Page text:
Keough Hall implements dorm-wide events, improves community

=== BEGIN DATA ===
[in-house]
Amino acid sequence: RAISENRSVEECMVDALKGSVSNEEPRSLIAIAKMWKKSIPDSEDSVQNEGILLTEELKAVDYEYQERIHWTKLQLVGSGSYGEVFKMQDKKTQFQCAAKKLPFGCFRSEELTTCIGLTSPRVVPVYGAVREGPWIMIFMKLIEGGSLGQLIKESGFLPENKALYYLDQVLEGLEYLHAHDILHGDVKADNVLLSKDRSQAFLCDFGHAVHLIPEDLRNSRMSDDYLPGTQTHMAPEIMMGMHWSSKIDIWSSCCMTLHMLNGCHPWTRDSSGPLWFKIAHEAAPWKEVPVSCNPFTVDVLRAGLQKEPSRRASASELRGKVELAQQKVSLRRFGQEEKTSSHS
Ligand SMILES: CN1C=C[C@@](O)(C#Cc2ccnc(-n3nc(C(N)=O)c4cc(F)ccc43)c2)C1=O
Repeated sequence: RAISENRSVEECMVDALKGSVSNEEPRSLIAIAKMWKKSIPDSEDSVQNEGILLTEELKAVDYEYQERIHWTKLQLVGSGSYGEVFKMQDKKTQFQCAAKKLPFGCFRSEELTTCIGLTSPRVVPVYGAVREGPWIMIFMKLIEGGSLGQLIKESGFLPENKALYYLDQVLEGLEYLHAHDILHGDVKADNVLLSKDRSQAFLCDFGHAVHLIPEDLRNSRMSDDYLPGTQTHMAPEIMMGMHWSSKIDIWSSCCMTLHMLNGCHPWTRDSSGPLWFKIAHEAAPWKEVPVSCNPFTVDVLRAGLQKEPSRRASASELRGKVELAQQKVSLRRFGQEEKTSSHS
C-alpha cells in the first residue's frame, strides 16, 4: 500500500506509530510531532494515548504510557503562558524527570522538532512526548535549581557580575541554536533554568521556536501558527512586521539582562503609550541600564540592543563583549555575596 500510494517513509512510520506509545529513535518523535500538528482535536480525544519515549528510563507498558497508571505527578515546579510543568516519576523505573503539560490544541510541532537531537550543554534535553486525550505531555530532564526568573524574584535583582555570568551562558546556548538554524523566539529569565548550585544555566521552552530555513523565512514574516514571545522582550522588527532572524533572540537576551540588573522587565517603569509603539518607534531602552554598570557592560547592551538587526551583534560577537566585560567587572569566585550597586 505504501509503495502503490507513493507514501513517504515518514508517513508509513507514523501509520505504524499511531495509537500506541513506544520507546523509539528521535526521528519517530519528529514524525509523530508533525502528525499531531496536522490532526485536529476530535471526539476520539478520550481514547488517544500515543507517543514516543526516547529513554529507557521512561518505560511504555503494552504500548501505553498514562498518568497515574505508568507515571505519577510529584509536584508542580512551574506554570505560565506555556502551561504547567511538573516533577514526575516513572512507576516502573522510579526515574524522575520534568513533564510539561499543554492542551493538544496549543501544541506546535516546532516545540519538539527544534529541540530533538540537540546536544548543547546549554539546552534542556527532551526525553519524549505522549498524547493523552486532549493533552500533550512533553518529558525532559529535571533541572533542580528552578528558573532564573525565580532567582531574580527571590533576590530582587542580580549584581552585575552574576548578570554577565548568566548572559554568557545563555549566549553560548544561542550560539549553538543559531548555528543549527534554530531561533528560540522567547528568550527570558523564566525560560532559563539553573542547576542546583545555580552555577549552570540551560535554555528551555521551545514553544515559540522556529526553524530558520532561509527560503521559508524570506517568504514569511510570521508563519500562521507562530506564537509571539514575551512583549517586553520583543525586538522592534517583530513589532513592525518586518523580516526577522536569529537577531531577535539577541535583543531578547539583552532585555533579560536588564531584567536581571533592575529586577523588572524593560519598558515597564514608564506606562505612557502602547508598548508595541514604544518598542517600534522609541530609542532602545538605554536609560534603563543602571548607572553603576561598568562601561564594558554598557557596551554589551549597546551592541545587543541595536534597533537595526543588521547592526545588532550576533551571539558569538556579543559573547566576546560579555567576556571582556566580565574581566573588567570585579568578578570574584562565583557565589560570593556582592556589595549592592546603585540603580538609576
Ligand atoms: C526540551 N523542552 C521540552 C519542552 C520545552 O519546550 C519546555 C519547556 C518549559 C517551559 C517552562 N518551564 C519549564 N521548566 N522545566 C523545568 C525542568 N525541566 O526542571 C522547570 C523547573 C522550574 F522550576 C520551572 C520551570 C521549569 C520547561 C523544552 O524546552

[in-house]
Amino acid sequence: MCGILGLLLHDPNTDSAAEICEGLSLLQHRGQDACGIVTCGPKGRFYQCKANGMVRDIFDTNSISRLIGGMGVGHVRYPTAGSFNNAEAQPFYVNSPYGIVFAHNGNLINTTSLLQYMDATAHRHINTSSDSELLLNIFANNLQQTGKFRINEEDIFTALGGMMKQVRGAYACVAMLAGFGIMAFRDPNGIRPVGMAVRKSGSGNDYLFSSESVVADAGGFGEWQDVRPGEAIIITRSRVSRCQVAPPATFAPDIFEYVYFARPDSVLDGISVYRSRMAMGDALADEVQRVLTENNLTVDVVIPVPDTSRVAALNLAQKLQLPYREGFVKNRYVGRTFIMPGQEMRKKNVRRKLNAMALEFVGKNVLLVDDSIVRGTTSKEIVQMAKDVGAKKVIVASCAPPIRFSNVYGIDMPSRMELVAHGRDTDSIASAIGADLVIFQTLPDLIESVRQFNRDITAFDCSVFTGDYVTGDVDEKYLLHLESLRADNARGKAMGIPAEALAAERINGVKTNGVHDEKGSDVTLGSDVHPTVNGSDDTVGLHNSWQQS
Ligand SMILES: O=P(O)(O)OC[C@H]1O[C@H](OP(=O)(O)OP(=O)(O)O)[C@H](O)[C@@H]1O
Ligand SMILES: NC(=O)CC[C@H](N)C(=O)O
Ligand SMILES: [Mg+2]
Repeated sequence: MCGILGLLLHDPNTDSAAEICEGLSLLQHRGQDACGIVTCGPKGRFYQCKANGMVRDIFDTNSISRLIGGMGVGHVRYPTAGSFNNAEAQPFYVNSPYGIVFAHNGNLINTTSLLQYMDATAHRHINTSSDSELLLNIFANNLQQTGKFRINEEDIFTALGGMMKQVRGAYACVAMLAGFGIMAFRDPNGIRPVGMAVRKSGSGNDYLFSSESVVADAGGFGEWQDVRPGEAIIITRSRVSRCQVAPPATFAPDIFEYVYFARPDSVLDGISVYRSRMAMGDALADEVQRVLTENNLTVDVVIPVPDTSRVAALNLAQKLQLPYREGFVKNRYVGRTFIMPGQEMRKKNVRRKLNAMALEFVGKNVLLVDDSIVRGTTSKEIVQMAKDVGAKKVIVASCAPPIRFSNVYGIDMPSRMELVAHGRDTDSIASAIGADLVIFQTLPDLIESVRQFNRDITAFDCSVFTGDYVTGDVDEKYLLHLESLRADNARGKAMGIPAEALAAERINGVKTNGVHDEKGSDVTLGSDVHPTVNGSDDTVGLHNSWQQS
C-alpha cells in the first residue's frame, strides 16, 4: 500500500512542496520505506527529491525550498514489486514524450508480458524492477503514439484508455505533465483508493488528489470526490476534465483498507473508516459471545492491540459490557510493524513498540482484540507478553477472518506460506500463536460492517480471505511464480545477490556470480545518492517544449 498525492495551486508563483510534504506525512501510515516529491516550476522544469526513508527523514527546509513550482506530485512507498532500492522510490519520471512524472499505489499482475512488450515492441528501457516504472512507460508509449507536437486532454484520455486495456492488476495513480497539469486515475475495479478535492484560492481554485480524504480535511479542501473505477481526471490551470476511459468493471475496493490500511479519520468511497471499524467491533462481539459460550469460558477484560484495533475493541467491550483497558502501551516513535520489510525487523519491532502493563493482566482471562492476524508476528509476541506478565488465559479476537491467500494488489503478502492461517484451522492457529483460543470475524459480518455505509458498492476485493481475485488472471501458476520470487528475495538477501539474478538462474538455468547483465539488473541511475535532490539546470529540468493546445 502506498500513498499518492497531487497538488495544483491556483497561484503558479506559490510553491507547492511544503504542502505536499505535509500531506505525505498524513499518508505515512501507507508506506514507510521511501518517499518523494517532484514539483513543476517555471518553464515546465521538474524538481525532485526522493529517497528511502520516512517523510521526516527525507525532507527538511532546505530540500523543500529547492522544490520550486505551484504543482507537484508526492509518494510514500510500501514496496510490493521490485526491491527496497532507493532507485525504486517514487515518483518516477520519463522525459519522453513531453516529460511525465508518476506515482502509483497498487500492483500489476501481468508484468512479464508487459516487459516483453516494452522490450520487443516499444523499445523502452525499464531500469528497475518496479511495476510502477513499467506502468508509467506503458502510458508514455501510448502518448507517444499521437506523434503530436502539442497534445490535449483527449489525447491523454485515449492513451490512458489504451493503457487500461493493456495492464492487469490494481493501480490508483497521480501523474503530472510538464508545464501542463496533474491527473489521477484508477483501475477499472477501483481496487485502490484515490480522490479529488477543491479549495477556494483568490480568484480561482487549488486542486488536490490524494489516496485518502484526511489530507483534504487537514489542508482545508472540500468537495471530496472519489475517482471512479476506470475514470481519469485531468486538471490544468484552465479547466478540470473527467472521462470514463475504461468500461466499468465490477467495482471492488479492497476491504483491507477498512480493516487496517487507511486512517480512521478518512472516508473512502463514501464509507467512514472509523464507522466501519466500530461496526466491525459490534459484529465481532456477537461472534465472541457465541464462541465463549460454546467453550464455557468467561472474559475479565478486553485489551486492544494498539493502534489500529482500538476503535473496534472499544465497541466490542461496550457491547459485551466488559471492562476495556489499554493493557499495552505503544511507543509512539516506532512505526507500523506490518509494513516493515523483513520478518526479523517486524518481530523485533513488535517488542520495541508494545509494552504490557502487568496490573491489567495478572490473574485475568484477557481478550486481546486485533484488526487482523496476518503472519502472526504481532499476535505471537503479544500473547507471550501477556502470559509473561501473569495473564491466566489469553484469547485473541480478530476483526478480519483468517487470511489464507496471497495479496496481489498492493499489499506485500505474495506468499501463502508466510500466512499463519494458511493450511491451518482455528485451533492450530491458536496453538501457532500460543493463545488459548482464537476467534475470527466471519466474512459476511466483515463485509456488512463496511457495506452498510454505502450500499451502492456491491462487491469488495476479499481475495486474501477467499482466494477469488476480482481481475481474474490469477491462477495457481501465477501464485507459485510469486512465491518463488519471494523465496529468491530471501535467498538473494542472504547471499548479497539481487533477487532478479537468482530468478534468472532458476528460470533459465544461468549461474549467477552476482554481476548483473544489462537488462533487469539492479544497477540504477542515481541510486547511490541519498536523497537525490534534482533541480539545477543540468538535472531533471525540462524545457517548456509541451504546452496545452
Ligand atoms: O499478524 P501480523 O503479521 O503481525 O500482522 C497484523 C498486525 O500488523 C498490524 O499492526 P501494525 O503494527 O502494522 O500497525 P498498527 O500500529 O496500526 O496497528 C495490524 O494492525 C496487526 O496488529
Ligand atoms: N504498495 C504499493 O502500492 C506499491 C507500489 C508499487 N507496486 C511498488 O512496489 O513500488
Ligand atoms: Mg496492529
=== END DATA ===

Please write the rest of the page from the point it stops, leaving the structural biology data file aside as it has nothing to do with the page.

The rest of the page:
first_img“Brothers. Scholars. Champions.” is the motto that unites the men of Keough Hall — whether it be through section sports, bringing kangaroos to campus, or attending mass together.Located on West Quad since 1996, the men of Keough Hall — also known as the “Roos”, after their kangaroo mascot — seek to create an inclusive and strong community among their 277 residents.“My favorite thing about Keough Hall is the section culture, because it is a really big dorm but there’s that 35-40 guys who you’re super close with. You do everything together. You get meals with them, you play sections sports together and the section culture is a really great way to make a big dorm feel like a small community,” Hammad Choudhury, sophomore and a vice president-elect for Keough Hall, said.Some sections in Keough compete against each other in section sports such as football in the fall and basketball in the winter and spring, catch up with each other at section dinners on Sunday nights and hang out in their section lounges — all of which is part of the community they have built.“It’s [section lounges] not the best place to do work, but it’s a good place to sort of wind down and talk to your friends. It’s always central in the section so if someone’s just walking through, it’s easy to have a conversation,” Nick Schleith, junior and current hall president, said.“I came from a school that had big dorms without a lot of culture,so coming into Keough with the dorm masses and the distinct section cultures was a big change but a welcome one,” Chris Torsell, sophomore and a transfer student, said. “[Keough’s dorm culture] really varies from section to section. I’ve only had half a semester to figure it out … I think it’s just a lot of guys who like to have fun, who don’t care much about privacy. Everyone goes into everyone’s rooms without knocking, which I appreciate. It’s a good culture.”Next year’s hall president, sophomore Dylan Fritz, attributes a large part of this success to Keough’s history of strong rectors. Keough has a new rector this year, Deacon Brogan Ryan, who became the rector of Keough Hall this year after serving as assistant rector last year.“Deacon Brogan has done a great job with that [the transition] … That really helps the dorm as well as having someone that is there for you,” Fritz said.“He loves the community and I think we all know that too … It really feels like the same Keough that it was last year, and it’s all credit to him, I think. He gets to know all of the freshmen and continues to develop relationships with all of the Keough guys that lived in the hall last year,” Schleith said.This year, Keough’s hall government has implemented new programming that focused more on dorm-wide interactions rather than just section-wide interactions. For instance, Schleith said they have started Keough Thursdays, hoping to engage more residents by hosting things like video game tournaments or a game watch for the first Thursday night football game of the year. Keough also organized a multicultural potluck.“The guys from the dorm came together and cooked foods that they traditionally grew up with and then the whole dorm came together to eat it. I think we had about 100 guys at that,” Choudhury said.Fritz wants to expand on these efforts next year. One of his ideas is a Keough mentorship program that would pair underclassmen with an upperclassmen mentor for career and academic advice.“That way they have a familiar face, someone that’s a friend. It’s not just some random person on campus there for them,” Fritz said.One campus-wide event that Keough hosts annually is the Keough Chariot race. Featuring handmade chariots and live kangaroos, the event typically draws around 300 people. The money raised at the event goes towards a Holy Cross mission in Kitete,Tanzania. Keough also sometimes sends a resident to the site.This year, Keough is also reviving Aussie Fest for campus.“We’re starting an event that used to happen about six or seven years ago called Aussie Fest. It was just a huge cookout that we used to do with O’Neill,” Schleith said.It will be held this year in the area between the Keough and O’Neill courtyards on Saturday. The event will have yard games as well as a petting zoo including a kangaroo, a yak and a tortoise. The animals come from an exotic animal petting zoo in Ohio, Schleith said.“Since we weren’t able to have the petting zoo with the kangaroos in the fall for the original chariot race because it got rained out, we’re going to bring it back for this event,” Schleith said.Schleith said that while their location on West Quad can sometimes make them feel separated from the larger campus community, they still “have a lot of special traditions and really great community within the dorm that separates us from a lot of other halls.”Or as Torsell puts it, “Go Roos.”Tags: brotherhood, dorm features, dorm life, Keough Halllast_img read more